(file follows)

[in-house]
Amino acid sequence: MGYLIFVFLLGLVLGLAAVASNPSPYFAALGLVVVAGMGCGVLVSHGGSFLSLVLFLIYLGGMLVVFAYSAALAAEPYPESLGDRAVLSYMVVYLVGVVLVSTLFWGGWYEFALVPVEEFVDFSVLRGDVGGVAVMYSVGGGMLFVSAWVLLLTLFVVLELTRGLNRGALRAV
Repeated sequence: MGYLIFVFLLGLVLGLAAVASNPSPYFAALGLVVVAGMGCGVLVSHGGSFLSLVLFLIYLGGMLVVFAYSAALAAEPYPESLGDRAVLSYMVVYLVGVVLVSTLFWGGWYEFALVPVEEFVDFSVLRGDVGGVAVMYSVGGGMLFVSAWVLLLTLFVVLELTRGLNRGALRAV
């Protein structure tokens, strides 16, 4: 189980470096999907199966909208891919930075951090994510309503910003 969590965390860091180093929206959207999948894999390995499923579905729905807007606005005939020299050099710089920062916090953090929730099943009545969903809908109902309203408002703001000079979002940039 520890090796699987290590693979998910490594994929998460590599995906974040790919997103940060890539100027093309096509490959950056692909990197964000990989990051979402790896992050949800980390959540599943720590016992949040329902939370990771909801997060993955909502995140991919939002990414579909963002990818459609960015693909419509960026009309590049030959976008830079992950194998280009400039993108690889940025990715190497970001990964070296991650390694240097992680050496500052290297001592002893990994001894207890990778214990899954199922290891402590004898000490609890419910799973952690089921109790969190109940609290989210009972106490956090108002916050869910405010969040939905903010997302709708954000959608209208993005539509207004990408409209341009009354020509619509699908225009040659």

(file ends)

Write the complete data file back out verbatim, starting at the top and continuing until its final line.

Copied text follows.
[in-house]
Amino acid sequence: MGYLIFVFLLGLVLGLAAVASNPSPYFAALGLVVVAGMGCGVLVSHGGSFLSLVLFLIYLGGMLVVFAYSAALAAEPYPESLGDRAVLSYMVVYLVGVVLVSTLFWGGWYEFALVPVEEFVDFSVLRGDVGGVAVMYSVGGGMLFVSAWVLLLTLFVVLELTRGLNRGALRAV
Repeated sequence: MGYLIFVFLLGLVLGLAAVASNPSPYFAALGLVVVAGMGCGVLVSHGGSFLSLVLFLIYLGGMLVVFAYSAALAAEPYPESLGDRAVLSYMVVYLVGVVLVSTLFWGGWYEFALVPVEEFVDFSVLRGDVGGVAVMYSVGGGMLFVSAWVLLLTLFVVLELTRGLNRGALRAV
């Protein structure tokens, strides 16, 4: 189980470096999907199966909208891919930075951090994510309503910003 969590965390860091180093929206959207999948894999390995499923579905729905807007606005005939020299050099710089920062916090953090929730099943009545969903809908109902309203408002703001000079979002940039 520890090796699987290590693979998910490594994929998460590599995906974040790919997103940060890539100027093309096509490959950056692909990197964000990989990051979402790896992050949800980390959540599943720590016992949040329902939370990771909801997060993955909502995140991919939002990414579909963002990818459609960015693909419509960026009309590049030959976008830079992950194998280009400039993108690889940025990715190497970001990964070296991650390694240097992680050496500052290297001592002893990994001894207890990778214990899954199922290891402590004898000490609890419910799973952690089921109790969190109940609290989210009972106490956090108002916050869910405010969040939905903010997302709708954000959608209208993005539509207004990408409209341009009354020509619509699908225009040659």